Metroid Prime 2: Echoes Review - Screenshot 1 of 4

Back when Super Mario Bros. 2 came out in Japan — the real Super Mario Bros. 2, known here overseas as The Lost Levels — there was a little label on the box that said “For Super Players.” It meant it, too: Super Mario Bros. 2 is a ridiculously difficult game, often using your knowledge of the first game against you while at the same expanding upon everything that made it such a success. It wasn't a sequel created to introduce new players to the series; it was a game for the hardcore fans of the first looking for new twists and challenges to the Super Mario Bros. structure.

Metroid Prime 2: Echoes could have been released with a similar little label on its box because, aside from the fact that it's a first-person adventure game as opposed to an 8-bit platformer, the two are in the same boat. Echoes wasn't a game created to expand the Metroid audience; the changes it makes don't so much improve the game as make it significantly more challenging and complicated. If you're a newcomer to the franchise looking for an entry point, this ain't it. This is one for the hardcore fans, and if you happen to fall into that group, it really doesn't get much better than this.

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Echoes makes a lot of additions to the mechanics that Metroid Prime put in place, but once again they're not necessarily improvements, and in many cases they make an already pretty complex structure even more complicated. The main addition here is the ability to travel between the regular game world and its “dark world,” counterpart, which is a gameplay mechanic/story device that has been popular in Nintendo games since Legend of Zelda: A Link to the Past. Much like in A Link to the Past, Echoes' dark world is typically a more twisted and visually morose doppelgänger of the standard overworld (or “Light World”) that presents its fare share of gameplay differences, complications and restrictions. The biggest kicker is that in the dark world, your health will constantly drain if you're not in one of its globular “safe zones,” which are scattered around at pretty reasonable intervals. Retro Studios wanted this dark world to be a moody, evil and constantly oppressive contrast to the light world, and from a gameplay standpoint it definitely succeeded; with your health constantly draining when in its confines, being in the dark world always feels like a genuine inconvenience, and even as you gain power-ups and advanced weaponry, you never feel like you have the upper hand as these upgrades are typically combated with tougher enemies and more challenging level design. Not to mention a lot of the best weapons you acquire will be restricted by the use of ammo, which isn't given out very liberally.

From an artistic standpoint though, the dark world isn't as overwhelming a success. Yes, it uses a lot of shades of black and purple, which for some reason has been decided by art designers as the go-to colours for portraying “evil,” but the light world is not the jarring visual contrast you see in say, Legend of Zelda: Twilight Princess' two realms. Most of the light world locations found here are still more haunting than beautiful, with large, sweeping cobwebs that litter the caves of Agon Waste or the dense fog and twisted branches of the Torvus Bog. While the art direction may not always work when attempting dark world/light world contrasts, it's still brilliantly atypical in its own right. As incredible as the world of Tallon IV was, Metroid Prime still followed the forest, fire, water and ice environmental clichés pretty closely. Prime 2's alien world of Aether, however, truly feels unlike any sci-fi universe you've seen, and it's especially unique amongst the other Metroid titles.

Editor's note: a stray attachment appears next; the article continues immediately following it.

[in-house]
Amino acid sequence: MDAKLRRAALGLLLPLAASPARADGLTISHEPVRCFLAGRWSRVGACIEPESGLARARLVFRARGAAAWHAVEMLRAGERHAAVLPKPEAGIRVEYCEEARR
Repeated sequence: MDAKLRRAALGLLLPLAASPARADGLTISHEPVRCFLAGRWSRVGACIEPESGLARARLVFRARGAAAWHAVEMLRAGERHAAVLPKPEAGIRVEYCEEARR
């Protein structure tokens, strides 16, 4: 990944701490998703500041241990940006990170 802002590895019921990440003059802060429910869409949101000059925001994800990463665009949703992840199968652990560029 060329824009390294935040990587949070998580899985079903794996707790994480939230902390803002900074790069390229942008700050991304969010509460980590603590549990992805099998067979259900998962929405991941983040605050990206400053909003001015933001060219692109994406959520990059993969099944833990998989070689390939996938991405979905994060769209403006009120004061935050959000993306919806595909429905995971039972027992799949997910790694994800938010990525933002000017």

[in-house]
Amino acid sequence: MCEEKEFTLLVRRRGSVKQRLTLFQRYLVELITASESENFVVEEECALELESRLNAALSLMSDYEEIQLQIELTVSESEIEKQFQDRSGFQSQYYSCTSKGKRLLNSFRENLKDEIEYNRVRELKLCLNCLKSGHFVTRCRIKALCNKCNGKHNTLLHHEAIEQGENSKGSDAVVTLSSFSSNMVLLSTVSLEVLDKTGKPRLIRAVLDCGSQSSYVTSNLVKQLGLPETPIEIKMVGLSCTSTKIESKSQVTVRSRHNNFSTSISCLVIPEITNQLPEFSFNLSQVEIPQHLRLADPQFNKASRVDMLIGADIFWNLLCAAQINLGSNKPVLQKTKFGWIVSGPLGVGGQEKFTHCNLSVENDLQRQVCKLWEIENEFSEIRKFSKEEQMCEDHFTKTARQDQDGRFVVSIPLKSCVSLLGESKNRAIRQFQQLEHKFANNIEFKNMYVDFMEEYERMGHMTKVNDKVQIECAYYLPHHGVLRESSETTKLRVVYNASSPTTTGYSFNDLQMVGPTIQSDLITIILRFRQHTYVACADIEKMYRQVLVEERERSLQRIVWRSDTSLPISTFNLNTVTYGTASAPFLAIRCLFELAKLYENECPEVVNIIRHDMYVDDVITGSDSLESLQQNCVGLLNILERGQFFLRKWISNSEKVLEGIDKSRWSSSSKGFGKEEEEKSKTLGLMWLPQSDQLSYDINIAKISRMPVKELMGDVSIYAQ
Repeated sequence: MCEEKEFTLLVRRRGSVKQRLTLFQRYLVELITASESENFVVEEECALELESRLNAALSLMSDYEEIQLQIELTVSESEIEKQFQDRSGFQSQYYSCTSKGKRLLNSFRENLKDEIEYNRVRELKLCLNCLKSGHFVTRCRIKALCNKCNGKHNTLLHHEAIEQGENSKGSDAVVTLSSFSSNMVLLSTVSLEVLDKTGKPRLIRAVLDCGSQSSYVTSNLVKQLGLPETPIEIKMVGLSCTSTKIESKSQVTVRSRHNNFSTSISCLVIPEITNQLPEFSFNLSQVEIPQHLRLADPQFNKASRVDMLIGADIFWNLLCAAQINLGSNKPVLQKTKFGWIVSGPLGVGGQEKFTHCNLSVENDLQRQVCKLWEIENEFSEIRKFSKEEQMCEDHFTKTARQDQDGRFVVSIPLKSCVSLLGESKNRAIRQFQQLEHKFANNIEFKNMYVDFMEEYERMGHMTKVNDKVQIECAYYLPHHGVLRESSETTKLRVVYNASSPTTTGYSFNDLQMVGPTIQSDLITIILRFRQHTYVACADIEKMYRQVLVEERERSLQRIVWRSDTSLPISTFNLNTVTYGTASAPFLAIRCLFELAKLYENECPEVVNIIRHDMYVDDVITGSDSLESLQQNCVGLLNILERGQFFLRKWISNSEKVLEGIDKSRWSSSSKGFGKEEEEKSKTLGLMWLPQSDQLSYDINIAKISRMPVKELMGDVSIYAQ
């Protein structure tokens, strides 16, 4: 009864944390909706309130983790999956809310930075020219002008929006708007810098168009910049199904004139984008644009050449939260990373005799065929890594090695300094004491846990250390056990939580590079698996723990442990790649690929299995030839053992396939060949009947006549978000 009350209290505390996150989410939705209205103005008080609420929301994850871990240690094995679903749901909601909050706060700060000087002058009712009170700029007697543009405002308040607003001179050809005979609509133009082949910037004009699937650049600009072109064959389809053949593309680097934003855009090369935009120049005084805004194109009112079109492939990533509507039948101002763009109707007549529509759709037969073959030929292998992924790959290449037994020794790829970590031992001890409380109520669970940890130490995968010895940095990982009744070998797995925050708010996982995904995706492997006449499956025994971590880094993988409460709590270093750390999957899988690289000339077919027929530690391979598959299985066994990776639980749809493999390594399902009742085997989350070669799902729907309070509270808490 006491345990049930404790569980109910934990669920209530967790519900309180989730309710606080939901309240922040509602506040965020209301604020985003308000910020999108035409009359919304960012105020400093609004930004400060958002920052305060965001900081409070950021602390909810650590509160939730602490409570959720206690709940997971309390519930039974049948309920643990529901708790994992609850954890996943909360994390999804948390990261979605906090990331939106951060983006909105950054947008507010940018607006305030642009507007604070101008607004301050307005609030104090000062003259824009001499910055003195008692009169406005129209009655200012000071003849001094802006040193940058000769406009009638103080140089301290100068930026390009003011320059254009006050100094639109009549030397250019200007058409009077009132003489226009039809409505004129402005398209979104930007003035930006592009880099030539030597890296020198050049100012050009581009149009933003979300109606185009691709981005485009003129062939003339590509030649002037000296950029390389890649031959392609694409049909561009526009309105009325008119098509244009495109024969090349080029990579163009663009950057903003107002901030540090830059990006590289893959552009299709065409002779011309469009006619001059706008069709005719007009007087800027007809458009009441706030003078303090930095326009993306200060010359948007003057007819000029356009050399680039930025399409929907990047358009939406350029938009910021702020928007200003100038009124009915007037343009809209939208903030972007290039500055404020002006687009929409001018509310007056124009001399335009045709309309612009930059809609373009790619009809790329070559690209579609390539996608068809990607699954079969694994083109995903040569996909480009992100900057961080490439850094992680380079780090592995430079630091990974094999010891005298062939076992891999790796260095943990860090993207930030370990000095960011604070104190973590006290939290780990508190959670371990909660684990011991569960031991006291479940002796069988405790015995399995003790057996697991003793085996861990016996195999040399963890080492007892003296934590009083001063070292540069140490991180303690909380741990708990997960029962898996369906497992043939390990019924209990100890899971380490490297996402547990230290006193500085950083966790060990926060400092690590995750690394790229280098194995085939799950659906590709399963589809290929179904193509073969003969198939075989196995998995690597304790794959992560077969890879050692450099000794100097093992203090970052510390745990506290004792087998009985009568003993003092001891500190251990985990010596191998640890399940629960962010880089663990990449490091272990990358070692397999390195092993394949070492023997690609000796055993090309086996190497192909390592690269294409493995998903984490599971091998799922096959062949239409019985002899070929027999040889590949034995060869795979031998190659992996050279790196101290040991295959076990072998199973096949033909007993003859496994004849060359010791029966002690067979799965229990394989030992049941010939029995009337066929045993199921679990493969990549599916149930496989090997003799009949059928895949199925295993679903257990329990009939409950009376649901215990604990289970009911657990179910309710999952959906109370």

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Navigating through two challenging and intertwining worlds makes for some of the most challenging puzzles the series has seen, the use of ammo for most weapons makes combat more strategic and not only are there a lot more enemies this time around, but they're a lot more challenging as well.

The problem with the game, the original GameCube version at least, is that the increased difficulty highlights some of the issues with the game's lock-on combat system; problems which for the most part slipped under the radar in the first Metroid Prime. The main issue is that the lock-on system sometimes just doesn't register during fast-paced encounters, but this in turn reveals just how clumsy the strafing can be as well. It's not game-breaking, but it can definitely be frustrating, especially during some of the game's more unforgiving boss-fights. Of the two Prime games, this is definitely the one that benefits most from the new play control that the Wii's Metroid Prime Trilogy offered.

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Oh and there's multiplayer but uh... well there's really not much that needs to be said about it, other than it's bad and you might as well just forget it exists. Nothing about the Metroid experience lends itself towards a compelling competitive multiplayer experience, and this is proof.


Metroid Prime 2: Echoes is, at its heart, a tribute to Metroid fans, and if for some reason you're a series vet who missed out on or skipped this title the first time around, then you've yet to play one of the most relentlessly challenging and addicting experiences the franchise has to offer. Believe it or not, before Other M came out and divided gamers like the Berlin Wall there were a lot of people who considered Echoes to the series' weakest entry. A lot of people still do. Either way, when this game is considered to be a weak-point in a franchise, you know it's doing something right.